Two parallel investigations take place after every aviation accident: one technical, one judicial. The former must be conducted with the sole intention of making safety recommendations to prevent the recurrence of similar accidents. The judicial investigation, however, has the intention of identifying those parties that have been at fault and to apportion blameworthiness for criminal and civil liability. Consequently, this results in a predicament for those parties that have been identified as having played a role in the accident, a dilemma between not supplying information aimed at enhancing safety and preventing future accidents and, on the other hand, supplying such information which may possibly be used against them in subsequent criminal prosecution. The situation is compounded by inconsistent approaches between different legal systems; aviation professionals may find themselves faced with criminal charges in one country but not in another, and they may also be unsure as to whether statements given during the technical investigation could be used against them in a court of law. Aviation safety is, to a large extent, built upon the trust placed by pilots, ATCOs and other aviation professionals in the process of accident investigation. This book examines the growing trend to criminalize these same people following an accident investigation and considers the implications this has for aviation safety.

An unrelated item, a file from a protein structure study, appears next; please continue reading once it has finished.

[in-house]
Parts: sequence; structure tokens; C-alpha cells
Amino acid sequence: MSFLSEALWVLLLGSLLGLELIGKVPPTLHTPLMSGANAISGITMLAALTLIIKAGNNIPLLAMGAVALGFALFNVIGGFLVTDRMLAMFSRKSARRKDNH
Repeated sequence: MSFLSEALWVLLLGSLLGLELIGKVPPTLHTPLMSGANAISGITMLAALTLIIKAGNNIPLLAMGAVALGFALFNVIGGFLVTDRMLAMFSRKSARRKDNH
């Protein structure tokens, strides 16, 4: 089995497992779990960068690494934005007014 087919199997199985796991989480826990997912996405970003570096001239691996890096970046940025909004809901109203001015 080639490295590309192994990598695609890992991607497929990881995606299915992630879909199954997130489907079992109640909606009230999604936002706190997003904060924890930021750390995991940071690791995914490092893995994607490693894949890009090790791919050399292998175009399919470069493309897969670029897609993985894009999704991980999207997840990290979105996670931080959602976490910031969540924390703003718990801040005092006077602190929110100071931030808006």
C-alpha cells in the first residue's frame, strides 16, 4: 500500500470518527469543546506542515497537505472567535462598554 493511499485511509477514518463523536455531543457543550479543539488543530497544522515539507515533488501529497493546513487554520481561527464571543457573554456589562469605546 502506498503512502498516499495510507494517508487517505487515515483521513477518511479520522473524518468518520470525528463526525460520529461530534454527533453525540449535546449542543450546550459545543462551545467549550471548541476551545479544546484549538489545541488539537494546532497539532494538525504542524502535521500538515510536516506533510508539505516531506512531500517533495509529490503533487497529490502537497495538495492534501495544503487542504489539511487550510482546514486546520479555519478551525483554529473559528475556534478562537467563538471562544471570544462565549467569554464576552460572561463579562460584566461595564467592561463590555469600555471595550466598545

'This is one of the most important books on aviation safety to appear in at least a decade. Criminalizing human error is a growing safety problem in aviation as well as other industries. Sofia Michaelides-Mateou and Andreas Mateou have not only compiled an accessible and complete corpus of cases and arguments, but also given us a delightful, swift read. The book is necessary and timely. And it is utterly persuasive.' Sidney Dekker, School of Aviation, Lund University, Sweden 'The criminalization of aircraft accidents threatens to destroy the trust which has allowed accident investigators to identify systemic causes and make aviation as safe as it is. This book is an especially timely one, written from the unique perspectives of operating pilot and lawyer and bringing together many relevant cases. It makes compelling reading for accident investigators, safety managers, lawyers and legislators alike.' Graham Braithwaite, Cranfield University, UK 'Flying in the Face of Criminalization, with its unique collection of case studies, gives aviation professionals an insight into the law of negligence and how it applies to their profession. The book is essential reading for aviation professionals as well as aviation authorities and judicial authorities that regulate their activities.' Journal Luchtrecht (Dutch Aviation Law Journal) , Feb 2011 'The authors argue that criminal prosecution of individuals for omissions and negligent actions, as opposed to actions based on intent or wilfulness, which are the usual criminal standards, is chilling and potentially dangerous. What individual faced with possible criminal prosecution, especially in countries of questionable process, would voluntarily open up and tell "the whole truth"? Here, we are given many examples of problems with competing jurisdictions, evidence battles, incarceration of individuals and wrestling matches between agencies within a single nation and between nations. In short, it's a mess.' Times Higher Education, March 2011 'Flying in the Face of Criminalization, with its unique collection of case studies, gives aviation professionals an insight into the law of negligence and how it applies to their profession. The book is essential reading for aviation professionals as well as the aviation authorities and judicial authorities that regulate their activity.' Aerlines 50, June 2011 'This book can be used in a number of ways, as a full read or as a reference text. It will assist aviation professionals to minimise fear of prosecution. In addition, aviation authorities have to be alerted of the increasing trend of criminalisation and the consequential safety implications thereof. Judicial authorities should be made aware of the wide-ranging issues involved and the possible negative impact thereof in their endeavour to implement the "letter of the law" at all costs.' Selcal News June 2011 'This is a truly fascinating book, especially since the central dilemma of whether or not to volunteer (possibly self-incriminating) information for the greater good is not confined to the world of avaition. It might not, of itself, bring about change - but it is a useful addition to a debate on how to discourage most people covering their own backs first when anything goes wrong.' RoSPA Occupational Safety & Health Journal October 2011 'The book is recommended reading for anyone who is interested about the legislative perspective of accountability and negligence.' FinnAir Safety No 1, 2012